« VorigeDoorgaan »
of the highest education in life. It begins early and never ends. Young and old are alike learning the truths of righteousness. Timothy.
We are told in this Passage that Timothy, from infancy, was taught the sacred writings as they existed then. His grandmother Lois and his mother Eunice were also faithful, and Timothy came of those who studied the Scriptures. He is told to
abide in the things which he had learned.
The Bible is something else now, and Timothy studied a different collection of Scriptures. But the advice to you has the same worth and application as to him. The Good of it.
At school you study many books. They make you grow in knowledge. They add to your mind. Scholars are graduated from colleges. Their minds are shining with the knowledge obtained. But are they strong and complete in character? Have they studied how to be wise in good deeds, how to be skilful in virtue, how to be capable in manliness.
The Bible gives instruction in character-making. It shows us examples for warning as well as for imitation. We have seen in these lessons how the wicked have suffered, and we learned how God loveth the good man.
Some of the best stories to be found anywhere are in the Bible. The parables of Jesus are, many of them, stories. And what lessons they teach! I think it will not be long when young people will be ashamed not to answer questions on the Bible, as to the names of the characters, the different books, and many other subjects.
The Light of the World.
But greatest of all good to be obtained by reading the Bible is to know the life of Jesus. In the New Testament is his biography. His example is the light that shines over all the other portions. What he teaches about God, about man, about duty, about the future, we all need to know, and so become "wise unto salvation."
I think you will enjoy other books more, the more you know the Bible. Some great men have studied it for the beautiful, dignified language; such an one was Daniel Webster, and he owed much of his oratorical power to that study. Others go to it for comfort, and love to read about the Good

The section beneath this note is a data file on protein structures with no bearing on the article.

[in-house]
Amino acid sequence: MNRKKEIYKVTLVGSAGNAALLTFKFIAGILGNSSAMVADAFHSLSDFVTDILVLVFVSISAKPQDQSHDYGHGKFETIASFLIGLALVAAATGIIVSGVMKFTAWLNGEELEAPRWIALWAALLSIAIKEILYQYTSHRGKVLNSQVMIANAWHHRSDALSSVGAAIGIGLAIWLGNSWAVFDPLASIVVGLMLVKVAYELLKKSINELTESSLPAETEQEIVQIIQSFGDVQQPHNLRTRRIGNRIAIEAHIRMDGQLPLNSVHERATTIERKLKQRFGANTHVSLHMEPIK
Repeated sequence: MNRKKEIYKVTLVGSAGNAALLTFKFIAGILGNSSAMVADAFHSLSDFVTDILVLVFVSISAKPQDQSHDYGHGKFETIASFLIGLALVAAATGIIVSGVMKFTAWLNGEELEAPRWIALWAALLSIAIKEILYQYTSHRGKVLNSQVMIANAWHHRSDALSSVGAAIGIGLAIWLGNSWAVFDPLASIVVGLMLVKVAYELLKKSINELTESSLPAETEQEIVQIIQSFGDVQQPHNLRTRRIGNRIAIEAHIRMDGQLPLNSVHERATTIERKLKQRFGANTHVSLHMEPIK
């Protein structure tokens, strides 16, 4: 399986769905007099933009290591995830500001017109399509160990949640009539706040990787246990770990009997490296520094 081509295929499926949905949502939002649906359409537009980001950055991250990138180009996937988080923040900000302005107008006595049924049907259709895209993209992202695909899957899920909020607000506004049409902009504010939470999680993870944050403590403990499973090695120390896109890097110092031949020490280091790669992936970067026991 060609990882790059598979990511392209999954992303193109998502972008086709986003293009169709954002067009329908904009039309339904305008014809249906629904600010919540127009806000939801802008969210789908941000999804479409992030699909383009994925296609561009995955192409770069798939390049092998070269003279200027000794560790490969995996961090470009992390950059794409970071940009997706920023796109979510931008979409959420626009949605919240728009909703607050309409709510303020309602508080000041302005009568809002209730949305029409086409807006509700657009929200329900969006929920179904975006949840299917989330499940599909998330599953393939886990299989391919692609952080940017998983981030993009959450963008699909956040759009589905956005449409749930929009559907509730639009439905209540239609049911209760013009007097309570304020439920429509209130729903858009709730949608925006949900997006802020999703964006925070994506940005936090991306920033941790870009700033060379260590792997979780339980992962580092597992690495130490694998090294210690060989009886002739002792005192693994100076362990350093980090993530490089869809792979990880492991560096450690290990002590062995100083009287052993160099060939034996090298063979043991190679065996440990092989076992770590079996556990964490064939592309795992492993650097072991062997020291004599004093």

is to get life, and life more abundantly.
Stop one moment, and see that you understand this. Jesus said: I am come to bring life, and that more abundantly. How can a knowledge of the Bible give us life?
It helps us to faith, hope, and love, and these make life. Faith in God, hope for the future, love to man, are life giving. Religion.
But these and all others have a higher aim, which
Instruction in righteousness is religious instruction. For this the Sunday School and church-going. Give, then, to memory "great passages." Read often the best parts of the Gospels. Follow along the lives of the saints. Commit to memory fine poems. Love the best examples, honor the highest ideals, and you will be "furnished completely unto every good work."
HINTS FOR TEACHERS.
1. A review of all the lessons may be impossible; but I suggest such a glance backward as will show the continuous growth of religion, from the conditions in Genesis to the more spiritual forms in the New Testament.
2. Select certain types of character, and trace the biographical features in the Bible.
3. Impress the value of knowing what the Bible contains, and what it means. "Instruction in righteousness" is as necessary as instruction in arithmetic or history; more needful.
4. Picture the "complete" character. No one is complete who has not had religious education.
QUESTIONS FOR PUPILS.
Where did we begin our lessons? How many have we had? Can you give the names of the first book and the last book in the Bible? How many books are there in all? What is the object of "instruction in righteousness"? Can we get along without the Bible? Who was Timothy? Did he have the same Bible to read that we have? What does the Bible teach? What is the greatest thing in it? giving things does it help?
To what three life